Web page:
Tag Archives: loving-kindness
light shapes, heartscapes
The recent gestures of two people reminded me how simple acts of gratitude, generosity, and kindness connect us to our shared essential goodness, the inherent light within us. One gesture inspired the poem below. The other filled my palm with sea glass, followed by a heart-shaped stone. Both brought joy and helped me to remember that blessings are where we find or open to them, passing them back and forth, hand-to-hand, heart-to-heart.
sunbeams and shadows
like stars cut through
the dark cloth of night,
all portals, parts of the universe
we embody as one
The peonies have returned, as the first lilacs begin their fade. This is the gesture of spring, of life cycle; the blossoms show us over days or weeks, what it is like to grow, shine, and release.
Around me, around us all, the human journey of individual, family, community, nation, and world unfolds. The human energies are heightened and tangled: fraught, frightened, lost, grieving, confused; out-of-step with what was expected, while grappling with what has arisen, what has been lost, and our historic wounds. While turning toward the possibilities within dynamic change is necessary and resourceful, there is no right or one way to walk through this moment. We each have our way. We can trust this. And yes, unrest, messy moments, and grief in the midst are inevitable.
Resiliency is not solely an individual quality or skillset, as it is so often described and touted, but a living connection to systemic supports and resources that allow us to find homecoming and shelter with others, as well as within ourselves. The roots of resiliency are nurtured through learning how to be compassionate with ourselves and others. Compassion engages the heart’s knowing and softer, kinder wisdom. It is the gesture, the practice that allows for the building of bridges and human connection.
More vulnerability, more tenderness, more distress are natural in times of instability, crisis, and systemic fragility. Take heart. Reach out when you need to. It’s all okay.
RAIN Compassion Practice by Tara Brach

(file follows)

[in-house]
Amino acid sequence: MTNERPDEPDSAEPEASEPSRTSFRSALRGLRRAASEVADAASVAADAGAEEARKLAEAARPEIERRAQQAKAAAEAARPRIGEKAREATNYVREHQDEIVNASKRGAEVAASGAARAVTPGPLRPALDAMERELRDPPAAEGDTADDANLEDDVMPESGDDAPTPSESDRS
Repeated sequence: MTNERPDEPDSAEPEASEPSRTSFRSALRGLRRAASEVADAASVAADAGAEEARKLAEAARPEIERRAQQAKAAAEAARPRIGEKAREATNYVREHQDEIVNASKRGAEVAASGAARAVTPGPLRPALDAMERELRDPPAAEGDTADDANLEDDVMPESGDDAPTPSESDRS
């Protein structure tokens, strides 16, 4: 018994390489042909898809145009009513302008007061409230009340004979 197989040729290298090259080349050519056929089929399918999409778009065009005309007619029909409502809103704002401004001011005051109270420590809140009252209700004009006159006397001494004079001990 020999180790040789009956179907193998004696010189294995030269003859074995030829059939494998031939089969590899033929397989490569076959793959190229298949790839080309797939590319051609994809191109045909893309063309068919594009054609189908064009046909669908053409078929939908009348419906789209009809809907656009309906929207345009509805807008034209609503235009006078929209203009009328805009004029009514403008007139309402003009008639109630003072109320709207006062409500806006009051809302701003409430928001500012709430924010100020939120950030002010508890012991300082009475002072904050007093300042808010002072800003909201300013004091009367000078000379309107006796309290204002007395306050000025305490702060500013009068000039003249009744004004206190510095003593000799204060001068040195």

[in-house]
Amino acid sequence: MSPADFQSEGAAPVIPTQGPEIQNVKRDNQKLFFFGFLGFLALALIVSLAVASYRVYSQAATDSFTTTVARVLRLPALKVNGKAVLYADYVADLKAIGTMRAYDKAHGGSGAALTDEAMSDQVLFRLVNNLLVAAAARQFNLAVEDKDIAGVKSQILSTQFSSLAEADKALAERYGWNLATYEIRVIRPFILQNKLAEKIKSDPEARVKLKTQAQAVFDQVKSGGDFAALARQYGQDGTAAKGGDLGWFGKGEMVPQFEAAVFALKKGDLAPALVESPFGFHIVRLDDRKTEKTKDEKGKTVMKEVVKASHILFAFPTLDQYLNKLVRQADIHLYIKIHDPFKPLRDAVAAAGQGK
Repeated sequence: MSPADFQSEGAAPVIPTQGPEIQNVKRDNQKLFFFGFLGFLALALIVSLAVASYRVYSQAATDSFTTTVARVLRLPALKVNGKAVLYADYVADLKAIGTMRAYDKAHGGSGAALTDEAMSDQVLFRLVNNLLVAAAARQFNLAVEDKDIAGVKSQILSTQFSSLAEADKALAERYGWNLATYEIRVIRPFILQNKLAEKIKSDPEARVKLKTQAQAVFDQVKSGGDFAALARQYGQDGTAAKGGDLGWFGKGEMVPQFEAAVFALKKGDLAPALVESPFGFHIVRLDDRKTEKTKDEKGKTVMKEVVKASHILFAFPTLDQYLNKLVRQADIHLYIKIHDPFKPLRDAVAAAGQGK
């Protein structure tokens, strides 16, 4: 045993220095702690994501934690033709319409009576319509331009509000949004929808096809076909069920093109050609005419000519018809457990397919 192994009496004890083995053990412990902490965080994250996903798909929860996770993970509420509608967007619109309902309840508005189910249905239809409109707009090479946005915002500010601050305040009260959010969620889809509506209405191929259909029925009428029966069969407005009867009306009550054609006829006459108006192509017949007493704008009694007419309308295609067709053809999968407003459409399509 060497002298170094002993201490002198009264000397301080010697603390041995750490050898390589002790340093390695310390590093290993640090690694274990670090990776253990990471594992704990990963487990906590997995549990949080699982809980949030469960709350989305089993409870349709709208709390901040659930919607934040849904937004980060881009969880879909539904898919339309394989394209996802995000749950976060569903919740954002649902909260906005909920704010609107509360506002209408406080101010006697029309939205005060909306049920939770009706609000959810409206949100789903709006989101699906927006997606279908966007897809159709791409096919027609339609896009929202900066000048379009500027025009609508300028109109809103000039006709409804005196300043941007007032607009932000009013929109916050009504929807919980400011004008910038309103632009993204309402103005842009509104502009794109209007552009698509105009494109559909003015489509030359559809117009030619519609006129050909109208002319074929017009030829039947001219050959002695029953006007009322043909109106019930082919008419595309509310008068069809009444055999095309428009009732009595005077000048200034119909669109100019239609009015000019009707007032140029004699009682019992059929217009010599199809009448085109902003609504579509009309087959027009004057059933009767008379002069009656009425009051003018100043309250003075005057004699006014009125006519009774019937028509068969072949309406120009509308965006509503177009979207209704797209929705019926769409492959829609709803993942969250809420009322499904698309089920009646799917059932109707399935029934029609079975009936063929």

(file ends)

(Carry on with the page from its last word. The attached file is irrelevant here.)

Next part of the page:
~cultivating continuity and stability in uncertain times
Another day, the waves come and go.
So much has changed, and is still changing, day by day. While the unpredictable is always a part of life, our regular rhythms, habits, and choices that typically support a sense of control or agency break open in moments of profound disruption. Groundlessness appears and we are seemingly dropped into a new, arising reality.
The word pandemic comes from the Greek pandemos, pan (all) demos (people). Spreading across the globe and our nation, we are acutely aware of the vulnerabilities of those disproportionately affected (e.g., the elderly, the immune compromised, the poor and/or uninsured, the newly unemployed, the college students sent home, the imprisoned, the health care workers and grocery store clerks serving on the front lines, instead of “sheltering in place,” the children without adequate adult support and/or nutrition.) That said, all people know fear and worry in a worldwide health crisis.
This morning as I was reflecting on the disruption of daily life, defined as I/we knew it pre-pandemic, I realized again that mindfulness practices, like yoga and meditation are meant for these times, especially. While everything shifts around us and within us, one can go to their familiar mat and practice moving with breath and awareness and come home to the present moment. We can meet whatever is arising with curiosity, kindness, and care. This nurtures its own form of stability and continuity, in motion or stillness. Our non-judgmental breath holds the same invitations and metaphors as before, of receiving and releasing, freshness and unburdening; our mat is a zone of safety; and the body is a container that can only live in the present moment. This helps us to ground here, where a felt sense of safety can be accessed or cultivated. These practices also allow us to observe and pull back from the ruminating “what ifs” and catastrophic cliffs of of the wandering, spooked mind. These practices of homecoming allows us to look out and remember: The sky is still spacious and the ground is still solid under our feet. A loving, aware connection to self, and in extension shared with others through loving-kindness, can help to fortify us in an unfamiliar landscape. And we can practice again and again, accessing the peace within and our ever-present essential goodness.
May we all be safe.
May we all be free of suffering.
May we all be healed.
May we all be at peace.
Thich Nhat Hanh
artist unknown (Yes, I can’t read the signature. Apologies.)